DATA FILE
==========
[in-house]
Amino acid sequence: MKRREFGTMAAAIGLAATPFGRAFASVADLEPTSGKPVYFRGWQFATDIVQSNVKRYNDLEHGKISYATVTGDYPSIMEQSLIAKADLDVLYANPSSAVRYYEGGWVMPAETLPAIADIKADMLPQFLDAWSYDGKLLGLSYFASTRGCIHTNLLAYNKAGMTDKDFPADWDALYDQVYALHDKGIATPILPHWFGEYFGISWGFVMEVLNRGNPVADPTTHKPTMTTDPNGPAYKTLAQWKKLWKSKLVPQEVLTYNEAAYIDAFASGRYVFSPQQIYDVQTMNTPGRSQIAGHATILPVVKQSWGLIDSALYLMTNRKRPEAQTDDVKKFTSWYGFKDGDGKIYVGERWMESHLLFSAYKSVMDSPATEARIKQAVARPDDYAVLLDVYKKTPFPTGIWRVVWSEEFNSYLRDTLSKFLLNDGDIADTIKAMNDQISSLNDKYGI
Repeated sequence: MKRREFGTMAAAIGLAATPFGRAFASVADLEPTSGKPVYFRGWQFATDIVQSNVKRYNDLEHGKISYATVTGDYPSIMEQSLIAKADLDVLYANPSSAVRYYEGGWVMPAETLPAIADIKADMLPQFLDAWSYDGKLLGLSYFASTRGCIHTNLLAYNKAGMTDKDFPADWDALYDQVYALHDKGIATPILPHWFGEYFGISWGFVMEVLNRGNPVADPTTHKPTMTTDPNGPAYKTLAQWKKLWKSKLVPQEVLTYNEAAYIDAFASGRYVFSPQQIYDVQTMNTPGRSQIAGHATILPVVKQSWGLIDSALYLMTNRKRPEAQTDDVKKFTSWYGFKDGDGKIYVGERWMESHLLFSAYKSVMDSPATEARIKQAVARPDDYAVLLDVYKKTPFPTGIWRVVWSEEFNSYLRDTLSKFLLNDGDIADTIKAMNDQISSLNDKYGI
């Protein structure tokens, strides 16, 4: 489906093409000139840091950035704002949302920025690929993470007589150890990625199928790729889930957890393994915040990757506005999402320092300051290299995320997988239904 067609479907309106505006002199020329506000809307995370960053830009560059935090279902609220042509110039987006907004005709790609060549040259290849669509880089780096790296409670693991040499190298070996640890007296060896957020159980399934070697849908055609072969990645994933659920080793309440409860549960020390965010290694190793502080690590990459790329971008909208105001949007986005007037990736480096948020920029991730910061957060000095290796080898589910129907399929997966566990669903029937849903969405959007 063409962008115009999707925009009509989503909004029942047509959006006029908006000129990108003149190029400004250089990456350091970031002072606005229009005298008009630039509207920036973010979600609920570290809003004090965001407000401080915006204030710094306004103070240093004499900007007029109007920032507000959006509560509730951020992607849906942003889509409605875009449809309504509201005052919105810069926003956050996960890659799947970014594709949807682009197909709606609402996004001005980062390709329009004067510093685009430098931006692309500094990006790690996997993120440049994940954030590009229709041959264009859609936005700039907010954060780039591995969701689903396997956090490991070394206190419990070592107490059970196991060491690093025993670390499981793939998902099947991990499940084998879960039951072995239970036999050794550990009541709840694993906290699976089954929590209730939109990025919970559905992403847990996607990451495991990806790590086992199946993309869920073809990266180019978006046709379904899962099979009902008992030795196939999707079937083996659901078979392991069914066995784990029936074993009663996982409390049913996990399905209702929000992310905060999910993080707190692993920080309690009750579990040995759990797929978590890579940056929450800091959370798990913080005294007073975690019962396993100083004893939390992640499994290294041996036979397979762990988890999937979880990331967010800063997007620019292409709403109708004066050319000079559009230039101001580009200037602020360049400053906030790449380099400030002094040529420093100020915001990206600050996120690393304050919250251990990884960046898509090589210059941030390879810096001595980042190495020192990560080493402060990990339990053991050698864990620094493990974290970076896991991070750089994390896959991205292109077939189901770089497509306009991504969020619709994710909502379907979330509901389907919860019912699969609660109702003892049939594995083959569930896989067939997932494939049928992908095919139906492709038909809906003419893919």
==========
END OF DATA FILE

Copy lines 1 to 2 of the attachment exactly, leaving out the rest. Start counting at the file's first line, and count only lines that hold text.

[in-house]
Amino acid sequence: MKRREFGTMAAAIGLAATPFGRAFASVADLEPTSGKPVYFRGWQFATDIVQSNVKRYNDLEHGKISYATVTGDYPSIMEQSLIAKADLDVLYANPSSAVRYYEGGWVMPAETLPAIADIKADMLPQFLDAWSYDGKLLGLSYFASTRGCIHTNLLAYNKAGMTDKDFPADWDALYDQVYALHDKGIATPILPHWFGEYFGISWGFVMEVLNRGNPVADPTTHKPTMTTDPNGPAYKTLAQWKKLWKSKLVPQEVLTYNEAAYIDAFASGRYVFSPQQIYDVQTMNTPGRSQIAGHATILPVVKQSWGLIDSALYLMTNRKRPEAQTDDVKKFTSWYGFKDGDGKIYVGERWMESHLLFSAYKSVMDSPATEARIKQAVARPDDYAVLLDVYKKTPFPTGIWRVVWSEEFNSYLRDTLSKFLLNDGDIADTIKAMNDQISSLNDKYGI